Rich Johnston’s latest bit of speculation about the market is something that I hope he’s wrong about. According to him, the comics industry seems poised to have comics prices jump to $4.99 an issue sometime this year. This is due to the fact that most of the industry has transitioned their titles to the $3.99 price point while most of Marvel and DC’s top-selling titles are already there and have been there for a while. “New Avengers” was cited as a prime example, as it has been priced at that level since it debuted back in 2009. With inflation still a factor in the materials that go into the comics themselves, and a reported reduction in the advertising in them, Johnston clearly thinks that someone is going to try to sell a monthly title at $4.99 sometime this year.
While I think that raising the price of comics is a terrible idea as a consumer of such, the only way they could pull this off is with a commensurate increase in the content in each issue. Anyone with a memory that can remember back to the 90’s and early 00’s knows that if you paid $4.99 for a comic, you were getting at least twice the pages of a monthly title. Without ads too if the comic was in the “prestige format.” If they’re going to start charging this much for a regular 22-page comic, then sales will start to freefall shortly afterwards. The sticker shock will be too much for an average fan to overcome, and people like me will just keep looking for better deals on the collections they buy. They’re welcome to it… in a few years after Image has re-established its dominance in the direct market and can sustain things on their own.
At least, that’s what I’d like to hope will happen.
Brian Wood’s take on the legendary barbarian reaches its second volume and some growing pains along with it. As was the case with vol. 13, it consists of two three-part arcs which present new challenges for the character as he now shares his life with the pirate queen Belit. The stories represent a solid read overall, though you likely won’t be able to escape the feeling that you’ve read better from this title before.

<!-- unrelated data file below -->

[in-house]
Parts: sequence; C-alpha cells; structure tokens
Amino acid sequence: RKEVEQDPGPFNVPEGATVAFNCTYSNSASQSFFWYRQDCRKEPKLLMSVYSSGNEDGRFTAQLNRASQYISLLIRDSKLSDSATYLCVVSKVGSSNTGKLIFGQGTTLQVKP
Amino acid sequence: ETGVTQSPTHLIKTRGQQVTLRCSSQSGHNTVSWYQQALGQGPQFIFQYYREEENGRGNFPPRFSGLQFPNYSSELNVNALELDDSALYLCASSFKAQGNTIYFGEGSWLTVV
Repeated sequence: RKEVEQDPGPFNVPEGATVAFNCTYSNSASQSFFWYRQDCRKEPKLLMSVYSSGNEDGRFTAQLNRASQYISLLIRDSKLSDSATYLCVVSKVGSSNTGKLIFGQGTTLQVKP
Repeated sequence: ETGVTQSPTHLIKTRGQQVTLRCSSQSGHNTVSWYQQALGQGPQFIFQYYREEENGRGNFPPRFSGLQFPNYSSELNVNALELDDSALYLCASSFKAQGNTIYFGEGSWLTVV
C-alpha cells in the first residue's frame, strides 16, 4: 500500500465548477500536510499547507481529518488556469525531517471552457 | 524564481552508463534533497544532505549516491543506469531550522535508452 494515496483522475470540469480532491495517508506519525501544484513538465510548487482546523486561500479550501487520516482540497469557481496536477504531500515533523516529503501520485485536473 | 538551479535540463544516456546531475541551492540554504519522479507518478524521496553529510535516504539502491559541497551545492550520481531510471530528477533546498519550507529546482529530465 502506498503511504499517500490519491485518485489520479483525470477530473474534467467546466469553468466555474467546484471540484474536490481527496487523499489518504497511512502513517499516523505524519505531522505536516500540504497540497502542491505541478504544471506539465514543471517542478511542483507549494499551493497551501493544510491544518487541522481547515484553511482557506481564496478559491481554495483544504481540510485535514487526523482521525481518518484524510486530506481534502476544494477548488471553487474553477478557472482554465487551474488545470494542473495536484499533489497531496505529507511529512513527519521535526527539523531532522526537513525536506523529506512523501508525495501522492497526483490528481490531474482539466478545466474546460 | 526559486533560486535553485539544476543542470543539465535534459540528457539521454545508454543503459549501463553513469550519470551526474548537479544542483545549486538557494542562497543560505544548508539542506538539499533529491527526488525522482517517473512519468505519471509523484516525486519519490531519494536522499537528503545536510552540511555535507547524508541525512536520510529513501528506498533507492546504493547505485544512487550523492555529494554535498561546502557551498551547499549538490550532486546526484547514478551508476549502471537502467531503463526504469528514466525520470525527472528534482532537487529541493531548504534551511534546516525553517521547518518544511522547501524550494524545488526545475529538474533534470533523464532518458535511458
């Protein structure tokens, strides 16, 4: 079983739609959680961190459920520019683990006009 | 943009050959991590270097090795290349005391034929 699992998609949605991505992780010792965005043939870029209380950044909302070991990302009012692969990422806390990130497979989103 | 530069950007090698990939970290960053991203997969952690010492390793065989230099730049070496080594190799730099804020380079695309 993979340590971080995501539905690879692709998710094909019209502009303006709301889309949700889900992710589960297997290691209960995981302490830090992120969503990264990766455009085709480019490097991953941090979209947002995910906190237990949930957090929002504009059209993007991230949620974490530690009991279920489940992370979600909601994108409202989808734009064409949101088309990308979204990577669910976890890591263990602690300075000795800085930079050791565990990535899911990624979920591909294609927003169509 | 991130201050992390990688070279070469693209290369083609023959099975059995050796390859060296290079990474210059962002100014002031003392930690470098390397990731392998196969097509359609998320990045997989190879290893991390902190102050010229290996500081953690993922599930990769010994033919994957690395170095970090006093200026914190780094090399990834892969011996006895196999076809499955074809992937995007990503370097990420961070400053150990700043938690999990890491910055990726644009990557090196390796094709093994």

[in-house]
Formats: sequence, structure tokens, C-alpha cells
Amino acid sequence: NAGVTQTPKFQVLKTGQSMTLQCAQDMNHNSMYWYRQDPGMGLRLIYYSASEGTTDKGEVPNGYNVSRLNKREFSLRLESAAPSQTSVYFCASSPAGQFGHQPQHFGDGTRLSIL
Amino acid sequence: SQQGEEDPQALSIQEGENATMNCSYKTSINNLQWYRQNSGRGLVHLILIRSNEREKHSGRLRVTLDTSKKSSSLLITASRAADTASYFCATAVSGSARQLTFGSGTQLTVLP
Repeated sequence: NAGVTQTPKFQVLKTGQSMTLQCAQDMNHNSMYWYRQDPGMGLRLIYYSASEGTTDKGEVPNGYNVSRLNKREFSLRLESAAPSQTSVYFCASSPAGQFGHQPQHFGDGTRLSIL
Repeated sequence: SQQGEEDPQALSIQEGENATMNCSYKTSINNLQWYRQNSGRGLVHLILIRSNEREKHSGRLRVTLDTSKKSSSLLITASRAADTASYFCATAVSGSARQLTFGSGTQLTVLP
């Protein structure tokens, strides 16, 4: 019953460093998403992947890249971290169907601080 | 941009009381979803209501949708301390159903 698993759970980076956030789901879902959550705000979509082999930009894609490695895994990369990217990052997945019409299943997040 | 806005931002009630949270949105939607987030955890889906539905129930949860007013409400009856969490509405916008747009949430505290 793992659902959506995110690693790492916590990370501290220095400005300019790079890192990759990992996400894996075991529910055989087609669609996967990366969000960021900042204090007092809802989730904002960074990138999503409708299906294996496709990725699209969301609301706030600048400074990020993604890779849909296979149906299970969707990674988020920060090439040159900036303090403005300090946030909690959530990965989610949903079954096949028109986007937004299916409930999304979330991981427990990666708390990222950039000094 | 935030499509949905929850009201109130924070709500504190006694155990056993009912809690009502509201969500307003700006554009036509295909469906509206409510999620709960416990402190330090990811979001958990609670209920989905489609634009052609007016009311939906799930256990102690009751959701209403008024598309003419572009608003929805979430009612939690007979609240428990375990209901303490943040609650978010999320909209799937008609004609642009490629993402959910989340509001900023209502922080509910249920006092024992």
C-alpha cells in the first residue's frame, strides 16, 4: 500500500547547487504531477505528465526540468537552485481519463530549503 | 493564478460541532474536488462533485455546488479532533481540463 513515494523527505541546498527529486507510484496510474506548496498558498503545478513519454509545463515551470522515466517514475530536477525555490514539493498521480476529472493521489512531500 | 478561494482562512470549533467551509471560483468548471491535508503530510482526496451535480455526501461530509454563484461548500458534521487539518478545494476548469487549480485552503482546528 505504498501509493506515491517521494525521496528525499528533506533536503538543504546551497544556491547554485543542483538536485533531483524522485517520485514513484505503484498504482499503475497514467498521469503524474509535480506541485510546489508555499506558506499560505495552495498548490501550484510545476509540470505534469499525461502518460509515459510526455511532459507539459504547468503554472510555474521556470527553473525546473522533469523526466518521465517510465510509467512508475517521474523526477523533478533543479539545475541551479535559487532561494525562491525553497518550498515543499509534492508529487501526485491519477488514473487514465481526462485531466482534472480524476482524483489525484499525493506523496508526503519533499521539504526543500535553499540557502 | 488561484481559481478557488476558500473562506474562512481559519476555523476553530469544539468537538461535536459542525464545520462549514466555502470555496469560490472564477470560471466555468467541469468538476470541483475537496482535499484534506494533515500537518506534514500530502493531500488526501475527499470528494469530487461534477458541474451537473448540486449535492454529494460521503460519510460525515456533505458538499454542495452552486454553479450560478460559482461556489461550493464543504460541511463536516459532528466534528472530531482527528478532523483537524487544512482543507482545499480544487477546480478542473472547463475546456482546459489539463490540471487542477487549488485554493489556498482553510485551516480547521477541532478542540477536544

I’ve read elsewhere that a part of this title’s appeal, in Japan at least, isn’t just in seeing what kind of mischief the title character can get up to. That’s certainly fun in and of itself, but there’s also a fair amount of revisiting childhood memories through Yotsuba’s actions and living vicariously as a parent through her father. We get to see both sides of that coin in the opening chapter as she finds out about paint and then proceeds to recolor their kitchen table blue. Watching Yotsuba blissfully paint away, secure in the knowledge that what she’s doing is right and fun only to have those feelings vanish when the color won’t wash away and then daddy walks in to see what she’s done will ring true to anyone who remembers finding themselves in a similar situation as a kid. Subsequently, seeing her dad let the moment sit for several panels and then respond to his daughter’s fears about the paint not coming off by telling her that’s what happens when she uses paint without permission and now she’ll be blue forever… Well, it’s every parent’s dream to troll their children at some point. Isn’t it? The three panel sequence where he finally loses his cool and starts laughing is also a beautifully staged moment by mangaka Kiyohiko Azuma.